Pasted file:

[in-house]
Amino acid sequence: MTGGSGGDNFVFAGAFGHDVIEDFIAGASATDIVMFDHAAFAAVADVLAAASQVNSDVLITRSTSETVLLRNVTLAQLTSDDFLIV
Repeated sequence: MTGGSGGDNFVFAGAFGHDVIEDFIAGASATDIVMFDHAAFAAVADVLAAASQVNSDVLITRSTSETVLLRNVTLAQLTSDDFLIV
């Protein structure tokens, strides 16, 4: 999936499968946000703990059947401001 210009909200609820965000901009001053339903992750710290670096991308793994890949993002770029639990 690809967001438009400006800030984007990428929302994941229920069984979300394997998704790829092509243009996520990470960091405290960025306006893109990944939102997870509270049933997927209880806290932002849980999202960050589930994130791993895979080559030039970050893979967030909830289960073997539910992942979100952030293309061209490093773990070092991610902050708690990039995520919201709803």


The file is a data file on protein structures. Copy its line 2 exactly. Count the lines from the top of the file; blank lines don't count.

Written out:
Amino acid sequence: MTGGSGGDNFVFAGAFGHDVIEDFIAGASATDIVMFDHAAFAAVADVLAAASQVNSDVLITRSTSETVLLRNVTLAQLTSDDFLIV